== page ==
Analytical Models To Select an Effective Saline Reservoir for CO2 Storage

Gupta, Abhishek Kumar (University of Texas at Austin) | Bryant, Steven Lawrence (U. of Texas at Austin)


Geological sequestration of CO2 in deep saline reservoirs is one of the ways to reduce its continuous emission into the atmosphere to mitigate the greenhouse effect. The selection among prospective saline reservoirs can be expedited by developing some analytical correlations which can be used in place of reservoir simulation study for each and every saline reservoir. Such correlations can reduce the cost and time for commissioning a geological site for CO2 sequestration.

The efficiency of a CO2 sequestration operation depends on risks associated with storage, several of which can be estimated by i) the time the plume takes to reach the top seal; ii) maximum lateral extent of the plume and iii) the percentage of mobile CO2 present at any time. A database has been created from a large number of compositional reservoir simulations for different reservoir parameters including porosity, permeability, permeability anisotropy, reservoir depth, thickness, dip and perforation interval. We use a dimensionless ratio of gravity to viscous forces to formulate different correlations with the factors that contribute to sequestration efficiency. We update a previously reported correlation for time to hit the top seal and develop a new correlation for the maximum lateral extent of the plume using a newly created database for different reservoir and operating properties. A correlation for percentage of mobile CO2 during the buoyancy dominated post injection period is also developed.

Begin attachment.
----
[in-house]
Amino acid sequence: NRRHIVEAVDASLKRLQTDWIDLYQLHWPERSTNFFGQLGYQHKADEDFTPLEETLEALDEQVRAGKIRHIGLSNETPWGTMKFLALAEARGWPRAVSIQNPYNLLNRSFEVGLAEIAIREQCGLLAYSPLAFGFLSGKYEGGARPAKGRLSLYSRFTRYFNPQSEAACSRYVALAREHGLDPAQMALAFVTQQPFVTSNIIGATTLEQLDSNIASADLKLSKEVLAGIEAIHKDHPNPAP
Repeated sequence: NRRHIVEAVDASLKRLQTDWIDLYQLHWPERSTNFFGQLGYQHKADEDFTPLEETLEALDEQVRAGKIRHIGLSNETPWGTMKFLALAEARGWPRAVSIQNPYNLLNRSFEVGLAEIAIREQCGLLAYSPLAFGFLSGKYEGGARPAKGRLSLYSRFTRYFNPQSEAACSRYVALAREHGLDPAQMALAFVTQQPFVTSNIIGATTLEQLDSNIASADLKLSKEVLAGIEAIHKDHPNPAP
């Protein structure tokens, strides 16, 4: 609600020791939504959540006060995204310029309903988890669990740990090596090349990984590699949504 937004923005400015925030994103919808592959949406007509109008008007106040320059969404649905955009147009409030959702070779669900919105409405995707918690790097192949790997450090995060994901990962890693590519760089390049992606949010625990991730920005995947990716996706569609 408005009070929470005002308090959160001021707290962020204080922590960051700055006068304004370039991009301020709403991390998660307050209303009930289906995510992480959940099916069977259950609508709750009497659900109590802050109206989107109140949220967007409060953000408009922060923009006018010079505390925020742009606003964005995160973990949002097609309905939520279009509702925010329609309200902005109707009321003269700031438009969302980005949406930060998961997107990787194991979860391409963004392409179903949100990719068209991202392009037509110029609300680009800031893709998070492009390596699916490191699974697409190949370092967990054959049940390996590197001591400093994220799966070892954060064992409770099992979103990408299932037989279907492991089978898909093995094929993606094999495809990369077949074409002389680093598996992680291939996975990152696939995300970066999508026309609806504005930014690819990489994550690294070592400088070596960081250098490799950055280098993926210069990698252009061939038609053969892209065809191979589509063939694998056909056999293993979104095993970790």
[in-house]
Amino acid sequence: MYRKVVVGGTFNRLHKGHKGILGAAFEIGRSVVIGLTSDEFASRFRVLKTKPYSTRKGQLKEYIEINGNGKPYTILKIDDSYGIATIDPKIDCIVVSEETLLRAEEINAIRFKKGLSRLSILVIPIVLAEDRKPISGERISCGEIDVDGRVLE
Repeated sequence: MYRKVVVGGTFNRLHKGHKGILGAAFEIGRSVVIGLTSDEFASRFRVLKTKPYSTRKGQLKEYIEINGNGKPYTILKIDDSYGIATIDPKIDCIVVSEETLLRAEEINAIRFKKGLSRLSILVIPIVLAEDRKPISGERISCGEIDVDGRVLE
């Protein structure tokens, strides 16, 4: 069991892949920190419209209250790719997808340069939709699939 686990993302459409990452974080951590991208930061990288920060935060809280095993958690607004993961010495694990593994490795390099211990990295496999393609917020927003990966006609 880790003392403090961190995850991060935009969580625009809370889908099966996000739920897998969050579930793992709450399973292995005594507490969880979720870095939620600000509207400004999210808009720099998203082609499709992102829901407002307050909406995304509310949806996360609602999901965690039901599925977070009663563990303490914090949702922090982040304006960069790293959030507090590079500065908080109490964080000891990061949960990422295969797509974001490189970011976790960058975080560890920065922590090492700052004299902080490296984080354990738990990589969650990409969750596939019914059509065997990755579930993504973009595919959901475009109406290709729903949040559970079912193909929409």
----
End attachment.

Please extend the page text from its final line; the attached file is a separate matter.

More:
We find that normalizing the maximum lateral extent by a characteristic length yields a reasonable correlation with the gravity number. This characteristic length is determined as the maximum lateral distance traveled by plume at any time assuming constant sand face velocity. The correlation confirms that low gravity number allows the plume to travel laterally due to high viscous forces while a high gravity number allows it to move faster in vertical direction due to strong gravity forces. The change in mobile CO2 after injection ends also correlates well with gravity number. We normalize the change in mobile CO2 fraction (or, equivalently, the change in trapped CO2 fraction) after the end of injection by a characteristic CO2 saturation. The characteristic saturation is obtained by considering the volume filled by vertical, buoyancy-driven movement through the area associated with the maximum plume extent.

The correlations reproduce almost all simulation results within a factor of two, and this is adequate for rapid ranking or screening of prospective storage reservoirs.